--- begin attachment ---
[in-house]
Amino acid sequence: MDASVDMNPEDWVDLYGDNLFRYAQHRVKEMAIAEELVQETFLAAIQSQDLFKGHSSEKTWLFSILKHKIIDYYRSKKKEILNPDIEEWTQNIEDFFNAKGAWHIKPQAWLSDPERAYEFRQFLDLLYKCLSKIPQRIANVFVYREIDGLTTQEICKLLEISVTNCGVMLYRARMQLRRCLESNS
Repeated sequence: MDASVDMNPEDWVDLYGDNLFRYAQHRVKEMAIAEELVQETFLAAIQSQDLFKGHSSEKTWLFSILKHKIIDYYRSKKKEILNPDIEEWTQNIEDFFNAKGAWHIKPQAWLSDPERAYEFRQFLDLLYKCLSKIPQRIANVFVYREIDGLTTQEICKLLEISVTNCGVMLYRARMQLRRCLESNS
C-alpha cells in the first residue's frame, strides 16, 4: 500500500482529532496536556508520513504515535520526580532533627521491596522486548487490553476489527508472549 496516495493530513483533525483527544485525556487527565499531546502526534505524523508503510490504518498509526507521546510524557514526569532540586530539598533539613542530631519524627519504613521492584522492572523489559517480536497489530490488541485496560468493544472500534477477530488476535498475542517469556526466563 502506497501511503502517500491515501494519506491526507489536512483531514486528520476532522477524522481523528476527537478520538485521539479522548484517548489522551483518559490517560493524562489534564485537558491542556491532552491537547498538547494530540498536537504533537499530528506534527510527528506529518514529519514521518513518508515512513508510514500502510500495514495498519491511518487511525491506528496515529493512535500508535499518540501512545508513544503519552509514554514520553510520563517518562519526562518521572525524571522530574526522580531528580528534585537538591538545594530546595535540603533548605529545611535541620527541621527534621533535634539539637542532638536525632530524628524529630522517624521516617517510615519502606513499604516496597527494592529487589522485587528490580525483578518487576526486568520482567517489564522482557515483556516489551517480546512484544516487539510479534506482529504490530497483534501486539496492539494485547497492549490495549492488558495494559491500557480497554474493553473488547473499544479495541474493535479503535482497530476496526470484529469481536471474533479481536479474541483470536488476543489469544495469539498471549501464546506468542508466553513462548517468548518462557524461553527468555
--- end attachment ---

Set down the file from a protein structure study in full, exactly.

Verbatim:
[in-house]
Amino acid sequence: MDASVDMNPEDWVDLYGDNLFRYAQHRVKEMAIAEELVQETFLAAIQSQDLFKGHSSEKTWLFSILKHKIIDYYRSKKKEILNPDIEEWTQNIEDFFNAKGAWHIKPQAWLSDPERAYEFRQFLDLLYKCLSKIPQRIANVFVYREIDGLTTQEICKLLEISVTNCGVMLYRARMQLRRCLESNS
Repeated sequence: MDASVDMNPEDWVDLYGDNLFRYAQHRVKEMAIAEELVQETFLAAIQSQDLFKGHSSEKTWLFSILKHKIIDYYRSKKKEILNPDIEEWTQNIEDFFNAKGAWHIKPQAWLSDPERAYEFRQFLDLLYKCLSKIPQRIANVFVYREIDGLTTQEICKLLEISVTNCGVMLYRARMQLRRCLESNS
C-alpha cells in the first residue's frame, strides 16, 4: 500500500482529532496536556508520513504515535520526580532533627521491596522486548487490553476489527508472549 496516495493530513483533525483527544485525556487527565499531546502526534505524523508503510490504518498509526507521546510524557514526569532540586530539598533539613542530631519524627519504613521492584522492572523489559517480536497489530490488541485496560468493544472500534477477530488476535498475542517469556526466563 502506497501511503502517500491515501494519506491526507489536512483531514486528520476532522477524522481523528476527537478520538485521539479522548484517548489522551483518559490517560493524562489534564485537558491542556491532552491537547498538547494530540498536537504533537499530528506534527510527528506529518514529519514521518513518508515512513508510514500502510500495514495498519491511518487511525491506528496515529493512535500508535499518540501512545508513544503519552509514554514520553510520563517518562519526562518521572525524571522530574526522580531528580528534585537538591538545594530546595535540603533548605529545611535541620527541621527534621533535634539539637542532638536525632530524628524529630522517624521516617517510615519502606513499604516496597527494592529487589522485587528490580525483578518487576526486568520482567517489564522482557515483556516489551517480546512484544516487539510479534506482529504490530497483534501486539496492539494485547497492549490495549492488558495494559491500557480497554474493553473488547473499544479495541474493535479503535482497530476496526470484529469481536471474533479481536479474541483470536488476543489469544495469539498471549501464546506468542508466553513462548517468548518462557524461553527468555